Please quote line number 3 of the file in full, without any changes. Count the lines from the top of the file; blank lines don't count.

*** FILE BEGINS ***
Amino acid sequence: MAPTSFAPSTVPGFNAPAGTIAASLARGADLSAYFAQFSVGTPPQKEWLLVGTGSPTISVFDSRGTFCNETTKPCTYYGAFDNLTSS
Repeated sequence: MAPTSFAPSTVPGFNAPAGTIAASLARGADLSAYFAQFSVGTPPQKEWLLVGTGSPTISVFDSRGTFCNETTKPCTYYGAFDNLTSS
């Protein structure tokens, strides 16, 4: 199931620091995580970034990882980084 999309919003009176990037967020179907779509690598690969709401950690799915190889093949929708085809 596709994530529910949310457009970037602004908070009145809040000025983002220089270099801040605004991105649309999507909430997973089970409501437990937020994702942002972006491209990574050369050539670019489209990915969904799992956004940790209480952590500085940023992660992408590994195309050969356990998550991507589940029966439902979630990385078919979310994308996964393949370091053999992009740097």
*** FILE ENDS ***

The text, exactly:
């Protein structure tokens, strides 16, 4: 199931620091995580970034990882980084 999309919003009176990037967020179907779509690598690969709401950690799915190889093949929708085809 596709994530529910949310457009970037602004908070009145809040000025983002220089270099801040605004991105649309999507909430997973089970409501437990937020994702942002972006491209990574050369050539670019489209990915969904799992956004940790209480952590500085940023992660992408590994195309050969356990998550991507589940029966439902979630990385078919979310994308996964393949370091053999992009740097």